Saving Basics begins by presenting savings and investment principles that apply at all stages of the investment journey, but have maximum impact when investors start early. Reducing or eliminating credit card debt, for example, always gives families more to work with financially.

Financial Basics helps turn those savings into something more. Information on the benefits, risk and return characteristics, and tax implications of investment classes helps young investors learn about the most attractive options.

Investing Basics presents information on the mechanics of investing and why a long-term investment strategy is always the better bet. Another resource, Financial Planning Basics, can translate those fundamentals into instruments for realizing each family’s unique goals.

“The first step is having a plan,” Meinhart said. “With content created by Parsec certified financial planners, Young Money, Smart Money can help you get there.”

Teaching People How to Invest in Themselves

Underlying much of the advice on Young Money, Smart Money is the concept of responsible credit use. Credit cards can be valuable tools for dealing with gaps in paychecks or funding major purchases. But when they are misused, they can destroy a consumer’s financial potential before it has a chance to get off the ground.

“We adhere to the adage of good debt versus bad debt,” Meinhart said. “Taking on student loans or a mortgage, where you’re investing in yourself to potentially earn more in the future, is a much better strategy than burdening yourself with credit card debt.”

Photo of Parsec Manager of Financial Planning Judson Meinhart

Judson Meinhart, Manager of Financial Planning at Parsec Financial

When clients come to Parsec with liabilities on their balance sheet, the strategy is always to gather all the information necessary to model the most efficient way to pay down that debt.

“I’ve been there myself,” Meinhart said. “You’re thinking, ‘How am I ever going to get out of this?’ It can create a downward psychological spiral where you feel overwhelmed.”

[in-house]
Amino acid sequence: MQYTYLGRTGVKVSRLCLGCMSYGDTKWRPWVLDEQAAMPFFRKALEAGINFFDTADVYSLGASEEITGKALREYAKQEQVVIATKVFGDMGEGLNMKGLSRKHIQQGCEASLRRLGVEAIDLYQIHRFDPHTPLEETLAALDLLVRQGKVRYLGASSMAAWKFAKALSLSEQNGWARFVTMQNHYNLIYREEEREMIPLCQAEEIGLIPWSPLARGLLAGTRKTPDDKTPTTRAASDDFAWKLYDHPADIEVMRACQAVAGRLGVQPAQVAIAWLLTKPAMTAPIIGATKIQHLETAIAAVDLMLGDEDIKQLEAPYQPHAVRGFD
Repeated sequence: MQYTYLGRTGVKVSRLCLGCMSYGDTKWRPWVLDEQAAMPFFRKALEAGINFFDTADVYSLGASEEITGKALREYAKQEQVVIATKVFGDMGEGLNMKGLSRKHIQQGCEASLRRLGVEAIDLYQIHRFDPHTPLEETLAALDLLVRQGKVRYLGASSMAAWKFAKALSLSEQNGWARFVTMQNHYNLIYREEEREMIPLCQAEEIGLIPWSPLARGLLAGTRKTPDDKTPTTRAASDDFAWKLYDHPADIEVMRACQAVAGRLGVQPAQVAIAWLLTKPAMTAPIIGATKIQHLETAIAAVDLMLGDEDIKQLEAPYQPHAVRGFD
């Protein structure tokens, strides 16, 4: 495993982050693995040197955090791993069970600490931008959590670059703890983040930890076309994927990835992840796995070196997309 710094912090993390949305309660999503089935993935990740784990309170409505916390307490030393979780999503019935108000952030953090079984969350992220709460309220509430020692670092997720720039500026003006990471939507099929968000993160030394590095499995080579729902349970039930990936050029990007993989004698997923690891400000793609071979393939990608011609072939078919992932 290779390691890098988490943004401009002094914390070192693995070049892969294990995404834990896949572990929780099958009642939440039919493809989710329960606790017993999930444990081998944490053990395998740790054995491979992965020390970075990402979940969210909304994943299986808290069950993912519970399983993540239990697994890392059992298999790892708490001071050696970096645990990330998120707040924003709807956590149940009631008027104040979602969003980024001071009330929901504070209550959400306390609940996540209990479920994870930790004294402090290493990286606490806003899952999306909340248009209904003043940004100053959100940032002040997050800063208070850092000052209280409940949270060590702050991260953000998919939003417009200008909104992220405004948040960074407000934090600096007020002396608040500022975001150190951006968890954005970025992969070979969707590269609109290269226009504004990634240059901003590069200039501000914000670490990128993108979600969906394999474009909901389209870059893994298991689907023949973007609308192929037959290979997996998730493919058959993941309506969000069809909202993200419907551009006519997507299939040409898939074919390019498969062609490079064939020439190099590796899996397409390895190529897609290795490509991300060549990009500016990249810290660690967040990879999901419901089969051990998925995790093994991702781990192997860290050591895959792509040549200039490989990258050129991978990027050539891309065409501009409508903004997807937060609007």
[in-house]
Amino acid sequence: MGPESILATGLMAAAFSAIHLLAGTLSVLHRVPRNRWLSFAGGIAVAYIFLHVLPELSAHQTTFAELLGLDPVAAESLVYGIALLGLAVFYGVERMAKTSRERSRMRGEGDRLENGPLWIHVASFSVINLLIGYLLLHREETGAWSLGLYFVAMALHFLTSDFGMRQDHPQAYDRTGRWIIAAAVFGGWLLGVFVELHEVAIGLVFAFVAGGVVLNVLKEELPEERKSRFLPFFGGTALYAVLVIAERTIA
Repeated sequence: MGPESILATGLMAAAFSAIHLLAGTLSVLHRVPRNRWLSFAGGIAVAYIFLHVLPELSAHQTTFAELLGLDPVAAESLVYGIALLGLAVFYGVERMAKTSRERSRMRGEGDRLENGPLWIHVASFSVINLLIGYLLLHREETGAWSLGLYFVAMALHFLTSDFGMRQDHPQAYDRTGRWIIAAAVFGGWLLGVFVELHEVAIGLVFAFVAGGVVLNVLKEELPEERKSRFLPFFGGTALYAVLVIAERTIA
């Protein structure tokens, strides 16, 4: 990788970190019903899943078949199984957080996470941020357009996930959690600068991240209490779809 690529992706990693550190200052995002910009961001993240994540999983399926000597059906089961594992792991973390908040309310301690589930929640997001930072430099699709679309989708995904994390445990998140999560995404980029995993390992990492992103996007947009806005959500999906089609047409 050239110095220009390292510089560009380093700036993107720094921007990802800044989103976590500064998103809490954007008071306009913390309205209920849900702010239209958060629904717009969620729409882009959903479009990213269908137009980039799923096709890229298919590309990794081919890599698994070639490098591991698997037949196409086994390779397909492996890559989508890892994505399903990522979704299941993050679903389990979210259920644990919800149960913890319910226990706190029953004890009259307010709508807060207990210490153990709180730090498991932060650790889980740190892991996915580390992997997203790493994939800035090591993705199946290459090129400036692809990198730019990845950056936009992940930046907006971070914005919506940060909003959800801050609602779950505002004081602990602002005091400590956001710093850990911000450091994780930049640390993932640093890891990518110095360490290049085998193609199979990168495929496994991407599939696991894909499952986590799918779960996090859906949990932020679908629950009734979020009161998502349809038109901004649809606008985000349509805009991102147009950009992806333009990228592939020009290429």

Having a healthy credit history and score is also an essential part of any financial success strategy. That means it’s better to use cards wisely than to not use them at all.

“The length of time you have a good history is important,” Meinhart said. “Under supervision, even a teenager can learn how — and most importantly when — to use a card.”

When that happens, credit limits will invariably increase. That’s a desirable outcome, but it’s not a sign to increase spending.

“Your debt limit should be set by what your income looks like and what you can pay down regularly,” Meinhart said.

Parsec Financial Helps People Accomplish Their Goals

The best way to put the advice on Young Money, Smart Money to work is to establish a personal relationship with a financial planner.

“Our initial calls always start with understanding the person,” Meinhart said. “It is about understanding what they want to accomplish with their money.”

For young professionals starting from scratch, building a comprehensive financial plan isn’t easy. Given the complexities of matching unique life circumstances to the available financial choices, it requires up to a year of frequent communication with an advisor. Even after everything is in place, you still have to keep your eye on the ball.

“It’s like landscaping your yard — you do it, but you have to continue to nurture it,” Meinhart said.

That’s why Meinhart is so enthusiastic about Parsec’s fee-only model. Over time, circumstances and priorities inevitably change, but a fee-only advisor is always in a position to recommend the most profitable course of action for a client.

“I’m not a financial industry lifer. I spent 10 years in the nonprofit world, and the 25-year-old me would not have believed that the 35-year-old me would become an advisor,” Meinhart said. “But being a fee-only fiduciary really lets me put my clients’ interests first.”

Working solely on behalf of his clients rather than for an institution or product provider allows Meinhart to apply that same commitment to achieving positive outcomes and building future security for families.

“It’s great to serve people through our model,” he said. “You can find a lot of financial planners out there who want to work with younger professionals in a fiduciary capacity — ourselves included.”